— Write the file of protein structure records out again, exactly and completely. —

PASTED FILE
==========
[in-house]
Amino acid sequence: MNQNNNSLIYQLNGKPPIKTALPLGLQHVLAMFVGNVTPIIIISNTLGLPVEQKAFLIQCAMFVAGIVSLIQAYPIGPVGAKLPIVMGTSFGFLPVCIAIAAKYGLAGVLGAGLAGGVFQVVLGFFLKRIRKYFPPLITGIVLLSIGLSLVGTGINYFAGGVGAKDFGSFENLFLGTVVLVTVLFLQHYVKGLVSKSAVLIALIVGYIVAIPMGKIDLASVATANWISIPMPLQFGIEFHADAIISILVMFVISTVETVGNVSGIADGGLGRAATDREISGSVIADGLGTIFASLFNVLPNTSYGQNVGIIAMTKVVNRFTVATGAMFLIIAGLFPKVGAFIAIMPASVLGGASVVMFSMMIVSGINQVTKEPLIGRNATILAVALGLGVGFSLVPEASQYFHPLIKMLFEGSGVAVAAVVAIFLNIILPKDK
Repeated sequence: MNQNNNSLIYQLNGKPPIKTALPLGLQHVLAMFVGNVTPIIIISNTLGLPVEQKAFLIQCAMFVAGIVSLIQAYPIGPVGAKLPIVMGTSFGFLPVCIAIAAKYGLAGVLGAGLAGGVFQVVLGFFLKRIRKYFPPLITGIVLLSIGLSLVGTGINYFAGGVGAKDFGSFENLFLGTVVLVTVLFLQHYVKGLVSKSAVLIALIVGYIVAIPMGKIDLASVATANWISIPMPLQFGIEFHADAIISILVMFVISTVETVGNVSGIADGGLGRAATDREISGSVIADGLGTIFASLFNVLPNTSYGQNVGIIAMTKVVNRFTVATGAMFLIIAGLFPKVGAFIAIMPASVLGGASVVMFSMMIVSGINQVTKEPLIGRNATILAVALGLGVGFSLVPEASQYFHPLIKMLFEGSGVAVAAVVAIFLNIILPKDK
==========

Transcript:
[in-house]
Amino acid sequence: MNQNNNSLIYQLNGKPPIKTALPLGLQHVLAMFVGNVTPIIIISNTLGLPVEQKAFLIQCAMFVAGIVSLIQAYPIGPVGAKLPIVMGTSFGFLPVCIAIAAKYGLAGVLGAGLAGGVFQVVLGFFLKRIRKYFPPLITGIVLLSIGLSLVGTGINYFAGGVGAKDFGSFENLFLGTVVLVTVLFLQHYVKGLVSKSAVLIALIVGYIVAIPMGKIDLASVATANWISIPMPLQFGIEFHADAIISILVMFVISTVETVGNVSGIADGGLGRAATDREISGSVIADGLGTIFASLFNVLPNTSYGQNVGIIAMTKVVNRFTVATGAMFLIIAGLFPKVGAFIAIMPASVLGGASVVMFSMMIVSGINQVTKEPLIGRNATILAVALGLGVGFSLVPEASQYFHPLIKMLFEGSGVAVAAVVAIFLNIILPKDK
Repeated sequence: MNQNNNSLIYQLNGKPPIKTALPLGLQHVLAMFVGNVTPIIIISNTLGLPVEQKAFLIQCAMFVAGIVSLIQAYPIGPVGAKLPIVMGTSFGFLPVCIAIAAKYGLAGVLGAGLAGGVFQVVLGFFLKRIRKYFPPLITGIVLLSIGLSLVGTGINYFAGGVGAKDFGSFENLFLGTVVLVTVLFLQHYVKGLVSKSAVLIALIVGYIVAIPMGKIDLASVATANWISIPMPLQFGIEFHADAIISILVMFVISTVETVGNVSGIADGGLGRAATDREISGSVIADGLGTIFASLFNVLPNTSYGQNVGIIAMTKVVNRFTVATGAMFLIIAGLFPKVGAFIAIMPASVLGGASVVMFSMMIVSGINQVTKEPLIGRNATILAVALGLGVGFSLVPEASQYFHPLIKMLFEGSGVAVAAVVAIFLNIILPKDK